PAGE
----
The negative consequences last week were indeed severe. They caused massive complaints, as well as expression of blame, often harsh and probably overdone, but also understandable and legitimate, levelled at the government, but mostly at the Greater Amman Municipality and the Amman mayor personally.

This is not the first time weather-related problems in our country have stirred public uproar. Neither it is unusual, here or elsewhere around the world, that tragic events such as fires, major road or train accidents, floods, snowstorms, disease outbreaks and any other tragic happenings, reveal — and eventually help repair — basic defects in the very safety systems created originally to deal with such emergencies.

Lessons are often learned from tragedies and I hope we will learn a lot from this one. I am not quite certain that the concerned authorities did their best learning from previous calamities.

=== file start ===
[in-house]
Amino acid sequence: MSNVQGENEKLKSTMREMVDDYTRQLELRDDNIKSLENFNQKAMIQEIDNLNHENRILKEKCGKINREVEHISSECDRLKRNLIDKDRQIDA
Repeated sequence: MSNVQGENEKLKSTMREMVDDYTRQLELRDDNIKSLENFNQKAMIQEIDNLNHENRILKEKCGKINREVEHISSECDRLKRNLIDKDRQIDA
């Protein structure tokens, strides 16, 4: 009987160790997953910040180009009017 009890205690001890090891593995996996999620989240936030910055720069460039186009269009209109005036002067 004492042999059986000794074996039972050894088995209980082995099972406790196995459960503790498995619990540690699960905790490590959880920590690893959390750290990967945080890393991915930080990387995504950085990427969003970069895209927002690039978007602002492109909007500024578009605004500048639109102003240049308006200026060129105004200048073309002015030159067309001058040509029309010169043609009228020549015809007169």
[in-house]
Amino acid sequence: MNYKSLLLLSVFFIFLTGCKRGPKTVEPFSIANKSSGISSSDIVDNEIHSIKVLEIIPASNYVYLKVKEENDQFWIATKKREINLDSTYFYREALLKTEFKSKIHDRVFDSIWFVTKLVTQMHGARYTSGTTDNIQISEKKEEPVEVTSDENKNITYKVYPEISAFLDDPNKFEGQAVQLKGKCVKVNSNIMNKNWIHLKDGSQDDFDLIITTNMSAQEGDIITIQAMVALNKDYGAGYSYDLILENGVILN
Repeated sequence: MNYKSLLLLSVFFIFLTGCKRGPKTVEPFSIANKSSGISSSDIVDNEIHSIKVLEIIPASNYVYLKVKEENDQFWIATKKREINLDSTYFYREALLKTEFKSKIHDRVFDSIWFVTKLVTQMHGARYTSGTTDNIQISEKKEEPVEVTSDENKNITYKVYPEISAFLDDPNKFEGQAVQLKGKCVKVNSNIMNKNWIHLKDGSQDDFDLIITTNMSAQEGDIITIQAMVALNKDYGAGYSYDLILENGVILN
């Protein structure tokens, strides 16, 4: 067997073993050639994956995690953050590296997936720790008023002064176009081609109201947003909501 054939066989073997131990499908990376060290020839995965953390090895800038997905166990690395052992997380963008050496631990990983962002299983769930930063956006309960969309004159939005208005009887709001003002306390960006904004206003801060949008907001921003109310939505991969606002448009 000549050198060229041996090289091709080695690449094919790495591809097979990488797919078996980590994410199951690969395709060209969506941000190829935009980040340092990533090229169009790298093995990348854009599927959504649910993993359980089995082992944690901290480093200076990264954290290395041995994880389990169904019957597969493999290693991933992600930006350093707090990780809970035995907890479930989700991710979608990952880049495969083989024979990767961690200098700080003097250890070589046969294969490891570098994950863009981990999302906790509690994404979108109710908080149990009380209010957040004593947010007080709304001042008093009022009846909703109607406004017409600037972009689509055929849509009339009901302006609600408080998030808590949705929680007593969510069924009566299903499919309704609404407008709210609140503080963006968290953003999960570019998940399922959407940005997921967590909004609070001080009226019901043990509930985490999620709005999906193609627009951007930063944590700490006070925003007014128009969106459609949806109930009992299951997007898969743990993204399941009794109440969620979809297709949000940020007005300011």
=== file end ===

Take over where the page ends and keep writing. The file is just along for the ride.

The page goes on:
We must understand that no amount of preparedness, no matter how perfect, can sometimes help one cope with unforeseen emergencies, particularly when related to natural disasters.

But at the same time, we must understand that the validity of this fact should not be reason for complacency, for unpreparedness or, worse, for justifying negligence.

It is unfortunate that this kind of defensive rationalisation happens in most cases.

That is when the only right and appropriate response is in conducting objective diagnosis, determining the nature of the problem, identifying system defects and plan accordingly for repair and improvement.